The Riverline will be a nature trail and greenway that links downtown Buffalo to the Buffalo River.
The Western New York Land Conservancy is developing The Riverline based on a vision created by the community. The Riverline will transform the elevated former DL&W rail corridor along the Buffalo River into a string of vibrant and engaging experiences in nature that everyone can enjoy—right in the city, only minutes from downtown.
The Riverline will be an inspiring gathering place that connects people to water, nature, and one another. It will prioritize native plants and animals, public art, and community; it will inspire curiosity, connections and exploration; and it will help build a healthy, inclusive, and opportunity-rich city with vibrancy in every neighborhood.
The Red Sea Project, the country’s most ambitious regenerative tourism destination, which will play a pivotal role in the Saudi Arabia’s Vision 2030 ambitions. This large scale resort community on the shore of the Red Sea will be made available to visitors from around the world beginning in 2022.
Creating a destination of this size presents significant challenges. With 50 hotels and 8,000 rooms being developed across 22 islands, every single element of the destination needs to be considered in meticulous detail. To facilitate the building and operation of the destination, two high quality accommodations for employees and workers have been created. The Construction Village – which is set to house 10,000 workers – is now open, and will soon be followed by the Coastal Village which includes a three-star staff hotel for employees visiting the site as well as the 14,000 people who will eventually work at the destination. Environmental decisions inform every element of the project and determine everything from the techniques used during infrastructure works to the partners selected for new contracts. A set of operational commitments have been put in place to not only protect but also to enhance the environment.
These include a 100% reliance on renewable energy, a total ban on single-use plastics, zero waste-to-landfill, and an aspiration to achieve 100% carbon neutrality across the entire project.
Comprising 76 companies, the Aurora, Colo.-based campus represents the second-largest economic engine in Colorado behind Denver International Airport, employing more than 25,000 workers.
Fitzsimons Innovation Community is the only organization in the Rocky Mountain West that offers specialized life sciences lab and office space with the opportunity to work alongside researchers and clinicians at a world-class medical destination. Here, visionaries transform science into the future of health and care.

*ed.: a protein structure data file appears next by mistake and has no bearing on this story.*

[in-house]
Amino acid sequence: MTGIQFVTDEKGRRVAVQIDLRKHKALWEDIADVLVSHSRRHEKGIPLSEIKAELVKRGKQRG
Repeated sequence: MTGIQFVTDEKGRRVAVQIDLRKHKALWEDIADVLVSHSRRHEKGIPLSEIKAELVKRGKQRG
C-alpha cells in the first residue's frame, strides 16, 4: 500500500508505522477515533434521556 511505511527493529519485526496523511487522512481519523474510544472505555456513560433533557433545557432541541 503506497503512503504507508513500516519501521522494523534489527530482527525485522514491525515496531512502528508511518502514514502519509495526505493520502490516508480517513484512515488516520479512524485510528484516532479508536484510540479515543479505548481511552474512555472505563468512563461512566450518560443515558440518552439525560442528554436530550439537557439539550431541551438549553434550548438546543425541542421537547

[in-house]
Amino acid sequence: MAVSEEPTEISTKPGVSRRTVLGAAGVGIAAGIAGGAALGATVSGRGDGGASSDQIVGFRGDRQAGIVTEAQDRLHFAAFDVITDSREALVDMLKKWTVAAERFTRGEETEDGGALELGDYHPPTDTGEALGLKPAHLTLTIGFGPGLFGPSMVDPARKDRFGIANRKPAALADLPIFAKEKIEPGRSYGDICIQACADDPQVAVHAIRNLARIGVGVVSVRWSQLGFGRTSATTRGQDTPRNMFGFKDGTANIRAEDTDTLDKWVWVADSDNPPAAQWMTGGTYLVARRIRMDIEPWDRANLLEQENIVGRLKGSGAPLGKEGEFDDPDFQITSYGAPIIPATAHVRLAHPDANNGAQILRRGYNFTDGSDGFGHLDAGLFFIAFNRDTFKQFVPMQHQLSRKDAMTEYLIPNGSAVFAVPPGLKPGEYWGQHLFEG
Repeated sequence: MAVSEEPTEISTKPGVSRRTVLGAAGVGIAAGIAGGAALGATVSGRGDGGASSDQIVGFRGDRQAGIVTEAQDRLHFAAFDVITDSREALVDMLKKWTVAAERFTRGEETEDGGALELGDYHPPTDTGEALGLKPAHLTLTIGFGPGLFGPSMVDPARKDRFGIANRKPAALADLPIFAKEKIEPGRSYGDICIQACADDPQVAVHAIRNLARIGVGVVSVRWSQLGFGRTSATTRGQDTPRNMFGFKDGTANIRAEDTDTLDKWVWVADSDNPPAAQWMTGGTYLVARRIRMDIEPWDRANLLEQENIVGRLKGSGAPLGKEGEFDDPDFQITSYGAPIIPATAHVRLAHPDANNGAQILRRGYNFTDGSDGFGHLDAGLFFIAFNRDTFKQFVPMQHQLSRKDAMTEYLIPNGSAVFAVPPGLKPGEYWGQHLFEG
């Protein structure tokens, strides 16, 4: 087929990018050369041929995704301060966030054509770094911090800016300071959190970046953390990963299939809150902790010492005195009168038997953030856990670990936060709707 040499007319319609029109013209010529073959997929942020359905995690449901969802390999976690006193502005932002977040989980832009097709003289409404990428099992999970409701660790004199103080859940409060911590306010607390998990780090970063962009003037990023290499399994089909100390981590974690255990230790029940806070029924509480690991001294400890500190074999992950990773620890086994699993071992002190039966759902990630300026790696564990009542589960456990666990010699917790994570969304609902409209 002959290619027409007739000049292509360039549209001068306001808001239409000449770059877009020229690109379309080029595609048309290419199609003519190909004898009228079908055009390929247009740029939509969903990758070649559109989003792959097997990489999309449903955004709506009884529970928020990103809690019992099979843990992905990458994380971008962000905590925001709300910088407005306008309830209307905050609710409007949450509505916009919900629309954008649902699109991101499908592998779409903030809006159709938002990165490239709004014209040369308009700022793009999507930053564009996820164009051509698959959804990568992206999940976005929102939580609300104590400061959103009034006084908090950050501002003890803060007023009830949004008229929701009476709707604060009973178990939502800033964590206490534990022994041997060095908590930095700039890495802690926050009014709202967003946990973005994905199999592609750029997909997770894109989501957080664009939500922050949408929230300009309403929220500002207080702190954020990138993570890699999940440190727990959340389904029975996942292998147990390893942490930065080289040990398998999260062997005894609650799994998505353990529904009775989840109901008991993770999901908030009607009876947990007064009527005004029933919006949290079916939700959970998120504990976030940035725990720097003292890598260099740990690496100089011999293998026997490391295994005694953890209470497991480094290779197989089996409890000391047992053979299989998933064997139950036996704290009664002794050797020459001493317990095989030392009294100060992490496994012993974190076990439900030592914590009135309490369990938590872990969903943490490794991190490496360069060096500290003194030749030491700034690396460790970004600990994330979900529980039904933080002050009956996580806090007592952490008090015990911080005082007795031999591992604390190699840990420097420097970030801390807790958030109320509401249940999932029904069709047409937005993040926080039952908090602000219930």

Competition completed with Krause Architecture. Awarded first place.
The Rio Reimagined 2018 Ideas Competition encompasses a 58-mile geographic span including the Rio Salado and Gila Rivers. The Rio Reimagined belongs to the eight communities along the river corridor as they partner in creating a vibrant, urban riverfront for the valley. This historically significant and underutilized natural resource has been reimagined as a unifying public space that enhances social equity. A creative and collective effort is needed to integrate priorities of public open space, environmental quality, housing, transportation, economic and workforce development, community sustainability and resilience.
Investors who purchased the former Evans School building in Denver’s Golden Triangle neighborhood plan to create restaurants and retail space while opening offices in the upper floors of the historic landmark. City Street Investors renovated Union Station in Denver’s Lower Downtown and see a similar vision for the Evans School building. Dining options, stores and commercial space will be a part of their goals over the next 18 months.
Designed in 1906 by architect David Dryden, the Evans School served several generations of public school students before being shuttered in the 1970s and put up for auction.
The site situated between downtown and the new pier is envisioned as a seamless yet varied experience connecting the city with the bay. The design proposal encompasses three interlinked pedestrian experiences that encourage people to enjoy the area on foot: an urban pedestrian spine that reaches from the downtown to the pierhead, a family-oriented park, and enlivened waterfront edges. With more than 5,300 feet of water frontage, these hard and soft edges provide a variety of settings for gathering and interacting with the water. The existing condition devotes more than 60% of the 20-acre area to streets and parking; the plan for the waterfront site significantly reduces roadways and parking and increases engaging pedestrian use, shade, and vegetation and manages storm water on site.